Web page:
Domicile is the relation which the law creates between an individual and a particular locality or country[i]. It is the place with which s/he has a settled connection for certain legal purposes, either because his/her home is there or because that place is assigned to him by the law. A change of residence for a special purpose does not necessarily amount to a change of domicile[ii].
A student, although an adult, does not acquire a legal domicile at an educational institution where s/he resides with the ultimate intention of returning to his/her original home. When a student goes to a college town merely as a student, intending to remain there only until his/her education is completed and does not change his/her intention, s/he does not acquire a domicile there.
However, an adult student, independent of parental control and support, may acquire a domicile at the place where a university or college is situated, if s/he regards the place as his/her home, or intends to stay there indefinitely, without any intention of resuming his/her former home[iii].
The question of a student’s domicile is determined by the courts by following rules of law[iv]:
- The question whether a student’s voting residence is at the location of the college s/he is attending or where s/he lived before s/he entered college, is a question of fact which depends upon the circumstances of each individual’s case. Domicile is a highly personal matter. The fact that one is a student in a university does not entitle him/her to vote where the university is situated, nor does it of itself prevent his/her voting there. S/he may vote at the seat of the university if s/he has his/her residence there and is otherwise qualified.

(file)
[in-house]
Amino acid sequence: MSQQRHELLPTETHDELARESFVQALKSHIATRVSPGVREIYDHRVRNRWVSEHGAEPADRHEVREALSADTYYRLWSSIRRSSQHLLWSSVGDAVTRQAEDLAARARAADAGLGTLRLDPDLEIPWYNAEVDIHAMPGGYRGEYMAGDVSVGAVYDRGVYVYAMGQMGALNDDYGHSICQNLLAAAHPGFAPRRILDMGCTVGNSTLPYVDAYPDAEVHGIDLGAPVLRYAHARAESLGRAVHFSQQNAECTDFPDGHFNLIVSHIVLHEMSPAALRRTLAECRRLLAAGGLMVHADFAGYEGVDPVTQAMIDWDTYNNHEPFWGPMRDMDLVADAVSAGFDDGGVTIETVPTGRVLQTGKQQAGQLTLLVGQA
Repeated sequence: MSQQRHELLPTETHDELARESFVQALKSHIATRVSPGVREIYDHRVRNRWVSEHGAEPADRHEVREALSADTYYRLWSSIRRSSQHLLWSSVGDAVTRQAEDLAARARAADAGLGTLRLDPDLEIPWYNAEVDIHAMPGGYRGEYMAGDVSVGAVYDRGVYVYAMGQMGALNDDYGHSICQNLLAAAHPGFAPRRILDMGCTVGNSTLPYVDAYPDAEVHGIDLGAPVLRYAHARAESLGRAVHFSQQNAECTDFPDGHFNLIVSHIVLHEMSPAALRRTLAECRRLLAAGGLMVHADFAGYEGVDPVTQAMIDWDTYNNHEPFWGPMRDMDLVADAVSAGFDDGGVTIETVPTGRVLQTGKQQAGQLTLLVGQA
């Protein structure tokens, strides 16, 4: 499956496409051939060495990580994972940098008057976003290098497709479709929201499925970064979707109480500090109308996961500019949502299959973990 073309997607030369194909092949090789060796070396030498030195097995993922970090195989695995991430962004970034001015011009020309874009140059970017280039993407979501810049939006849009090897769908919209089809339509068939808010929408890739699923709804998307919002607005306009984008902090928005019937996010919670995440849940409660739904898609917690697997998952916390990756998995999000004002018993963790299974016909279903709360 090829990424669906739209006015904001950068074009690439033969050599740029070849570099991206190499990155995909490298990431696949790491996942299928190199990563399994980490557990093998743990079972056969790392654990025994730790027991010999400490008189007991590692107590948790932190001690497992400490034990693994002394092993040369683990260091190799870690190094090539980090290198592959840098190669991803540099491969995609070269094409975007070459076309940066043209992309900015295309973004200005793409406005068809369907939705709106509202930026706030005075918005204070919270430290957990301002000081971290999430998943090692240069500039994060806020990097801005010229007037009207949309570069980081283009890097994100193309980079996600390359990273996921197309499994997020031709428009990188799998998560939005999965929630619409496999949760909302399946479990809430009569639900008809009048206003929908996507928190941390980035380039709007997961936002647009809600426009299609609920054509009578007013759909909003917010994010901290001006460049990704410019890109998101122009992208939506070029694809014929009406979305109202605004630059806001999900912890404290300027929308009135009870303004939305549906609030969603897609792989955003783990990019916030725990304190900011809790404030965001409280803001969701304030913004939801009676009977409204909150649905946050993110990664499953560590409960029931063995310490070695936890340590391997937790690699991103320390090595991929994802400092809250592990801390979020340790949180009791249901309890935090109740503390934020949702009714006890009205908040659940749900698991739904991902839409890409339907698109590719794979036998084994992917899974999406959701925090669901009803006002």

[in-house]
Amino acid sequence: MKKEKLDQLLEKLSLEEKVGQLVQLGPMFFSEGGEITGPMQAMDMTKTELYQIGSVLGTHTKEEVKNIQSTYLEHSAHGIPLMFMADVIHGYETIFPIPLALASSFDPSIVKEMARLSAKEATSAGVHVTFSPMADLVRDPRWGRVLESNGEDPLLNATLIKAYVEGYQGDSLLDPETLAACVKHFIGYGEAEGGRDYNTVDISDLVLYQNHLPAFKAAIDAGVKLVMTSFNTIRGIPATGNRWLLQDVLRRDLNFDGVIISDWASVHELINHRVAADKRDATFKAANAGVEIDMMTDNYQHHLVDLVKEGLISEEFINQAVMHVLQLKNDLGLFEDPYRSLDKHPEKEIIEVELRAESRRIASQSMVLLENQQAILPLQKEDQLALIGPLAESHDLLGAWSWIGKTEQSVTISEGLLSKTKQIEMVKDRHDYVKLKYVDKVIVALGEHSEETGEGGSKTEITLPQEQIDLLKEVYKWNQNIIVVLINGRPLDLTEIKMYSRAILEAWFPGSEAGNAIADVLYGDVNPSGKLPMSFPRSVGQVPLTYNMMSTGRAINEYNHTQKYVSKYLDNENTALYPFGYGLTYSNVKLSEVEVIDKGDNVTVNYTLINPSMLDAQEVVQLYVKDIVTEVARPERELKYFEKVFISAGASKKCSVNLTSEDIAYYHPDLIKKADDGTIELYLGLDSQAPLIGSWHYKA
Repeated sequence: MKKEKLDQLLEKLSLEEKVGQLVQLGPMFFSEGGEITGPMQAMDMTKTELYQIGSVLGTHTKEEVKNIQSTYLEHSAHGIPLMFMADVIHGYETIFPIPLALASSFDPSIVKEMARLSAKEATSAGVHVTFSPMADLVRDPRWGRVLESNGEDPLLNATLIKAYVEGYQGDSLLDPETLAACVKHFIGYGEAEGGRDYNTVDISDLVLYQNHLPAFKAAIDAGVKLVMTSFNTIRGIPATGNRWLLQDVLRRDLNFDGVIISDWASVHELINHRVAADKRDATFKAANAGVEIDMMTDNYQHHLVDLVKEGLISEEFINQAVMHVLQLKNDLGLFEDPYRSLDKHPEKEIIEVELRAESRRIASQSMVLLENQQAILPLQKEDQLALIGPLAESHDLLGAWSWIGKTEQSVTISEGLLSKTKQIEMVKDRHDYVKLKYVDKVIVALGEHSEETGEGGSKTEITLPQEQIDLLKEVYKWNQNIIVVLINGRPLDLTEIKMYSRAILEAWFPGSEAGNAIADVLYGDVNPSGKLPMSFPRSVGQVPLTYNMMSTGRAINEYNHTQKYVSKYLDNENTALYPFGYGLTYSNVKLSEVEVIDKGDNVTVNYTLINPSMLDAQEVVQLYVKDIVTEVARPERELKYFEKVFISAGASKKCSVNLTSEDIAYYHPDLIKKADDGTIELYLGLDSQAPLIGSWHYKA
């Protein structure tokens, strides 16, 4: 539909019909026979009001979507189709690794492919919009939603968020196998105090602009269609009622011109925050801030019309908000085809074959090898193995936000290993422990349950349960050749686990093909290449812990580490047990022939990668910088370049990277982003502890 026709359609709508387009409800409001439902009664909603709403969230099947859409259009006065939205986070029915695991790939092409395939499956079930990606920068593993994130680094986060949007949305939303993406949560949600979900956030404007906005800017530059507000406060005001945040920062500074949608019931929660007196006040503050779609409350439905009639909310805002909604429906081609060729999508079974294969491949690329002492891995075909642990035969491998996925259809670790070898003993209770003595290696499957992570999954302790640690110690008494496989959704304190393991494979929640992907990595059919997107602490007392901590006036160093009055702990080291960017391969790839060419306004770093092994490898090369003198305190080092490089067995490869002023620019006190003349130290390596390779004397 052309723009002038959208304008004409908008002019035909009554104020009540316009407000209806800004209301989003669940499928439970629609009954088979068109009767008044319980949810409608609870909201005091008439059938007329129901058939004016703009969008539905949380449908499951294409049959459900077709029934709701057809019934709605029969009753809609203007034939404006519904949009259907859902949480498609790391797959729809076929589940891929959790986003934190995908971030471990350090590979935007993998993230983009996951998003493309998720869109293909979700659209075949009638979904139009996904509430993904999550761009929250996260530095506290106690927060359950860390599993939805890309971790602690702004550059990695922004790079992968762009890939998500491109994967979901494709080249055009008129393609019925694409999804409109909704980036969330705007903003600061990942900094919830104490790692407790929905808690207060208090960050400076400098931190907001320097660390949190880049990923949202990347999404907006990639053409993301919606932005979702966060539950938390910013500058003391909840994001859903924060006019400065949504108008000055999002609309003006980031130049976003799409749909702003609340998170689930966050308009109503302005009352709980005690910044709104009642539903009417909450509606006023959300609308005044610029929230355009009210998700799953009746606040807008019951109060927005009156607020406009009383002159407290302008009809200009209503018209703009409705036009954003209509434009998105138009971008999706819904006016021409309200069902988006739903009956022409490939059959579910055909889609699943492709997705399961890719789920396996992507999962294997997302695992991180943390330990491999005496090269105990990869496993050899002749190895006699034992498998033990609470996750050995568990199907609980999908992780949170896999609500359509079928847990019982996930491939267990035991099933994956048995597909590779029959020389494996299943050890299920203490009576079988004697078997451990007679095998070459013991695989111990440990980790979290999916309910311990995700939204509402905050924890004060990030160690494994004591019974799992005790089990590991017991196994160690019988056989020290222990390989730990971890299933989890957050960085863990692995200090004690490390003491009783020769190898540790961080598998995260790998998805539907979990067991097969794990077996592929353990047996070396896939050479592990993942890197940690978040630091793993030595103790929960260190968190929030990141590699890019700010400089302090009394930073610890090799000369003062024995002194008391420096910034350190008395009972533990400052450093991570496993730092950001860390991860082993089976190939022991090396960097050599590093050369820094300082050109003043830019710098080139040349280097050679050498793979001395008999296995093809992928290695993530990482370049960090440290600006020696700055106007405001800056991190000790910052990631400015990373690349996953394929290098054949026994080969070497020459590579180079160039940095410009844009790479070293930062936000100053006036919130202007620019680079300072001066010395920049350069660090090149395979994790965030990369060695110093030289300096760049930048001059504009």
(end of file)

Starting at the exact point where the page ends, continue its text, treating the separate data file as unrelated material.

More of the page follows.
- An adult student may acquire a domicile at the place where his/her university or college is situated, if s/he regards the place as his/her home, or intends to stay there indefinitely, and has no intention of resuming his/her former home.
- The presumption is that a student who leaves his/her parents’ home to enter college is not domiciled in the college town to which s/he goes. However, this presumption is rebuttable. It is an inference of fact based on probabilities and the common experience of mankind under the circumstances.
- A student’s physical presence in the college town where s/he seeks to vote demonstrably fulfills the residency requirement of domicile. However, the courts rely upon both his/her words and actions to determine whether the student has the requisite intent to make the town his/her home and to remain there indefinitely, the animus manendi. A person’s testimony regarding his/her intention with respect to acquiring a new domicile or retaining his/her old one is competent evidence, but it is not conclusive of the question. All of the surrounding circumstances and the conduct of the person must be taken into consideration.
Thus, in order to effect a change of domicile, there must be an actual removal to another habitation, coupled with an intention of remaining there permanently or at least for an unlimited time.
[i] Lea v. Lea, 28 N.J. Super. 290 (Ch.Div. 1953)
[ii] Lea v. Lea, 28 N.J. Super. 290 (Ch.Div. 1953)
[iii] Baker v. Varser, 240 N.C. 260 (N.C. 1954)
[iv] Hall v. Wake County Board of Elections, 280 N.C. 600 (N.C. 1972)